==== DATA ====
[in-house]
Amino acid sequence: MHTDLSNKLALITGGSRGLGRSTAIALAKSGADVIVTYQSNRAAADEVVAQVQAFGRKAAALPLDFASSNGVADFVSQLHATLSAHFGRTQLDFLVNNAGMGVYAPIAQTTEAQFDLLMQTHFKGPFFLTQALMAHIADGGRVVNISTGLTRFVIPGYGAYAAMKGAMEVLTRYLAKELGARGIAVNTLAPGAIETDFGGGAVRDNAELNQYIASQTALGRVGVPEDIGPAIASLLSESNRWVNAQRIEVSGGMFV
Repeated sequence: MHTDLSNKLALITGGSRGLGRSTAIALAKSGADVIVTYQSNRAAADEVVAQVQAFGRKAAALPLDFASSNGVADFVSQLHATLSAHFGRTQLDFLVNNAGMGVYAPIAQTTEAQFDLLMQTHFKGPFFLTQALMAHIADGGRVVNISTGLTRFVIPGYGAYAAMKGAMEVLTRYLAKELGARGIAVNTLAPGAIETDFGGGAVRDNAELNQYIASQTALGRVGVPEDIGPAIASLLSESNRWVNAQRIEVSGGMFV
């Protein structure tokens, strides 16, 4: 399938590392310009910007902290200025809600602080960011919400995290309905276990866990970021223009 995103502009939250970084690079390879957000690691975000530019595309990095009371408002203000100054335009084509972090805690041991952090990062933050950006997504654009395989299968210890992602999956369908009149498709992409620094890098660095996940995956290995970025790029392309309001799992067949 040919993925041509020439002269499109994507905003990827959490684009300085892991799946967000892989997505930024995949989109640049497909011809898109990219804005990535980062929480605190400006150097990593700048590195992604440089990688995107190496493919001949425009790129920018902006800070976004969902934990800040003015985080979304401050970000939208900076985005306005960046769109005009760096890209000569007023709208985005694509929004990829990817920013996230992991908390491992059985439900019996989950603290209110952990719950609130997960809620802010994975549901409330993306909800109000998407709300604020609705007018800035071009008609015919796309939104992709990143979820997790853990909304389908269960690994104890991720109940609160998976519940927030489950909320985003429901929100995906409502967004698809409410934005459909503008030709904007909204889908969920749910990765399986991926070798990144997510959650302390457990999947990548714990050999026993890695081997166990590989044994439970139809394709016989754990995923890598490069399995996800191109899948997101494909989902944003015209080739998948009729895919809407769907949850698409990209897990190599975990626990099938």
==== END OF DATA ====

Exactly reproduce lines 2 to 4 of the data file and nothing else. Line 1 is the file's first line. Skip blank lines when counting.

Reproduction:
Amino acid sequence: MHTDLSNKLALITGGSRGLGRSTAIALAKSGADVIVTYQSNRAAADEVVAQVQAFGRKAAALPLDFASSNGVADFVSQLHATLSAHFGRTQLDFLVNNAGMGVYAPIAQTTEAQFDLLMQTHFKGPFFLTQALMAHIADGGRVVNISTGLTRFVIPGYGAYAAMKGAMEVLTRYLAKELGARGIAVNTLAPGAIETDFGGGAVRDNAELNQYIASQTALGRVGVPEDIGPAIASLLSESNRWVNAQRIEVSGGMFV
Repeated sequence: MHTDLSNKLALITGGSRGLGRSTAIALAKSGADVIVTYQSNRAAADEVVAQVQAFGRKAAALPLDFASSNGVADFVSQLHATLSAHFGRTQLDFLVNNAGMGVYAPIAQTTEAQFDLLMQTHFKGPFFLTQALMAHIADGGRVVNISTGLTRFVIPGYGAYAAMKGAMEVLTRYLAKELGARGIAVNTLAPGAIETDFGGGAVRDNAELNQYIASQTALGRVGVPEDIGPAIASLLSESNRWVNAQRIEVSGGMFV
């Protein structure tokens, strides 16, 4: 399938590392310009910007902290200025809600602080960011919400995290309905276990866990970021223009 995103502009939250970084690079390879957000690691975000530019595309990095009371408002203000100054335009084509972090805690041991952090990062933050950006997504654009395989299968210890992602999956369908009149498709992409620094890098660095996940995956290995970025790029392309309001799992067949 040919993925041509020439002269499109994507905003990827959490684009300085892991799946967000892989997505930024995949989109640049497909011809898109990219804005990535980062929480605190400006150097990593700048590195992604440089990688995107190496493919001949425009790129920018902006800070976004969902934990800040003015985080979304401050970000939208900076985005306005960046769109005009760096890209000569007023709208985005694509929004990829990817920013996230992991908390491992059985439900019996989950603290209110952990719950609130997960809620802010994975549901409330993306909800109000998407709300604020609705007018800035071009008609015919796309939104992709990143979820997790853990909304389908269960690994104890991720109940609160998976519940927030489950909320985003429901929100995906409502967004698809409410934005459909503008030709904007909204889908969920749910990765399986991926070798990144997510959650302390457990999947990548714990050999026993890695081997166990590989044994439970139809394709016989754990995923890598490069399995996800191109899948997101494909989902944003015209080739998948009729895919809407769907949850698409990209897990190599975990626990099938």